Humana Inc. (NYSE: HUM) announced Monday that it has entered into an agreement to acquire onehome, a home-focused, post-acute care company.
The acquisition brings the Louisville, Kentucky-based Humana closer to its goal of being one of the premier home-based care providers in the country, its executives believe.
Officially dubbed “One HomeCare Solutions,” the Miramar, Florida-based onehome was formerly backed by WayPoint Capital Partners. The company is a mix between a convener and a provider, operating under a full-risk model.
Over the past three years, Humana has strategically built out a diverse at-home care network that includes a wide range of capabilities. In addition to onehome, for example, Humana recently revealed it’s acquiring the remaining stake in Kindred at Home.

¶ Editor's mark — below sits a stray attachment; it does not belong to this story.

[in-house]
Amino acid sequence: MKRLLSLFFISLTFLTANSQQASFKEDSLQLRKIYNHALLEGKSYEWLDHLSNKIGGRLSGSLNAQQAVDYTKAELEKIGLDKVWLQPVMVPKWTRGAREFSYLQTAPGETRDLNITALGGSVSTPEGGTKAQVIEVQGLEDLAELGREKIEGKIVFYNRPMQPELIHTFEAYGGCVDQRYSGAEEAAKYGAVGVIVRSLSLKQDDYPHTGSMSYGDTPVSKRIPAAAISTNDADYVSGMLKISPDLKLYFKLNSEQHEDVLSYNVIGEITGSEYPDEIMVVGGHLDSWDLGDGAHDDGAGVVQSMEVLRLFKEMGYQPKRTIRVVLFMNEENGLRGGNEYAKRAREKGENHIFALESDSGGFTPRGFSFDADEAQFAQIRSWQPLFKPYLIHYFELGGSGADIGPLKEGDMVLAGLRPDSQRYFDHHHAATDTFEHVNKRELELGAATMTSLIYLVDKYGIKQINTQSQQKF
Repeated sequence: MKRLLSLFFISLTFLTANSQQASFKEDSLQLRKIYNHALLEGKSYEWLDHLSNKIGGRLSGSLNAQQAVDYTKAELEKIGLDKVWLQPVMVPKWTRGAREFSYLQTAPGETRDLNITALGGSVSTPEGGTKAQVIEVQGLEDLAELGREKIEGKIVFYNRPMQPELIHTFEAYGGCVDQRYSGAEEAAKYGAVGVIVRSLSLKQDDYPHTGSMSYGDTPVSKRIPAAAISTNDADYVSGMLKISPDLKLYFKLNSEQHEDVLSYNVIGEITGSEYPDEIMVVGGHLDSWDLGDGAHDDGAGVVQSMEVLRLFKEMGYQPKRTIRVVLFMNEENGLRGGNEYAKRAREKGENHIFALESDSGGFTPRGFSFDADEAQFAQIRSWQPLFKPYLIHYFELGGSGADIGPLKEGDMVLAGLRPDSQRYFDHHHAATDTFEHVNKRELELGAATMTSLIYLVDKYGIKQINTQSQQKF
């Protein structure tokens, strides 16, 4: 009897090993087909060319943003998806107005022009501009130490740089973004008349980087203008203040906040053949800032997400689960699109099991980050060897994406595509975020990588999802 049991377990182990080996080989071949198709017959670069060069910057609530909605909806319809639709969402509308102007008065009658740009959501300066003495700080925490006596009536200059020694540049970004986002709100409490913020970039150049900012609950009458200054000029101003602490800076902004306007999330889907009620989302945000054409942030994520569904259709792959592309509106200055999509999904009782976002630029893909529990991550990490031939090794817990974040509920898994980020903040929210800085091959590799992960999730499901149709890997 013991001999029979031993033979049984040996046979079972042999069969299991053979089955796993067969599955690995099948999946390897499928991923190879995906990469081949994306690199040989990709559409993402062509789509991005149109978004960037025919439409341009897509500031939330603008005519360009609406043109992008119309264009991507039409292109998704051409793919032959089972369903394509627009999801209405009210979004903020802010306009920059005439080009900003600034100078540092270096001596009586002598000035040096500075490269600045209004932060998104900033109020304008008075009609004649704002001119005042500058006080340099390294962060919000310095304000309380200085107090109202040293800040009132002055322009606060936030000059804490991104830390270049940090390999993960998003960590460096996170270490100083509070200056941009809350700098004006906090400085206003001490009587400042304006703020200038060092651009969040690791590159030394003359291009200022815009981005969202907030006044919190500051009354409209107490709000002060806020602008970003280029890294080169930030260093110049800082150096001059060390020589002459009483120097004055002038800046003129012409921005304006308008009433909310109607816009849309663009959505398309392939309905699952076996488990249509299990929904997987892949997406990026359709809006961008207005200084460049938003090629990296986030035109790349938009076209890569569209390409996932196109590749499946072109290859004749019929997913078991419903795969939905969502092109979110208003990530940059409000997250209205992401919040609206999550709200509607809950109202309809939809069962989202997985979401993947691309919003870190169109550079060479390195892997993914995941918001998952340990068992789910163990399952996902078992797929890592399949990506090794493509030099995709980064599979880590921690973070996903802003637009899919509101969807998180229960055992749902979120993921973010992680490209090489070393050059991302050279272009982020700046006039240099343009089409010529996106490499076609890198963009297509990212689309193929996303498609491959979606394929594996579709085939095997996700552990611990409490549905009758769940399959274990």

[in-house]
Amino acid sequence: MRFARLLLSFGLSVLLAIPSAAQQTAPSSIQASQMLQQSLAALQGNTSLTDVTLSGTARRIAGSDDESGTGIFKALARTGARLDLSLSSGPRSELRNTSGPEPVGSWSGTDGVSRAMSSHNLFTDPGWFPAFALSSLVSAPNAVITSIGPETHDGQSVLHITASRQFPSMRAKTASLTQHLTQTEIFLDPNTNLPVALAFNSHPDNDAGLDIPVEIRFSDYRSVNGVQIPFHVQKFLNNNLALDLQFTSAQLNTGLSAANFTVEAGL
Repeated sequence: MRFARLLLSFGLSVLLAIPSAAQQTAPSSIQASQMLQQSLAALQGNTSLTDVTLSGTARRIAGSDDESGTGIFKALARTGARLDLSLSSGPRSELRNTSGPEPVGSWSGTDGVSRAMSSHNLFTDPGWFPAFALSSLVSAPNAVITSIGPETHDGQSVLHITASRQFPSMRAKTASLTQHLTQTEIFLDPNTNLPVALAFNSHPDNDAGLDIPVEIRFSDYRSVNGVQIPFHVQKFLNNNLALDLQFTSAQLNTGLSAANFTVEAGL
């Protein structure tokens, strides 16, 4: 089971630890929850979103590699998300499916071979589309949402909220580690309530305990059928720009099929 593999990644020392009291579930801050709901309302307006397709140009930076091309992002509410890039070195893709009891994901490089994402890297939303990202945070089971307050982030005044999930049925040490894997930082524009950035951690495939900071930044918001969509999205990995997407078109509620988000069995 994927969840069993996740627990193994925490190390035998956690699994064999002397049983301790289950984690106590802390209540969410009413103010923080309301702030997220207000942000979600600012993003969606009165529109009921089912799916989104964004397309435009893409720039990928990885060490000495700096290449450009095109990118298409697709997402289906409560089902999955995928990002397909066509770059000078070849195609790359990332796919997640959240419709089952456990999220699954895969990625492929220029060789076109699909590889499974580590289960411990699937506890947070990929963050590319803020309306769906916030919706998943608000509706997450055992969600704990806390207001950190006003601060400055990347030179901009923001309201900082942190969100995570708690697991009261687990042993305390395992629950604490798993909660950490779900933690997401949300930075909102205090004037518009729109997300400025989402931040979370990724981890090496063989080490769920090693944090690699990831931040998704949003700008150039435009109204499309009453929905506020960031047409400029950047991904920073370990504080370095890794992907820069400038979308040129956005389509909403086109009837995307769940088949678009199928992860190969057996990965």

Humana originally acquired 40% of Kindred at Home in 2018 with two private equity firms. In April, Humana said it is acquiring the remaining 60% for a reported enterprise value of $8.1 billion, which included Humana’s existing equity value of $2.4 billion.
“We’ve been historically saying that we believe that many members want to receive services in the home and that we see the home as a lower-cost environment,” Kirk Allen, Humana’s senior VP of home care, told Home Health Care News. “We also see technology moving in a direction that better supports people to have their services provided in the home. I think we’ve been vocal about that being a big part of our strategy going forward.”
Financial terms of the onehome deal were not disclosed.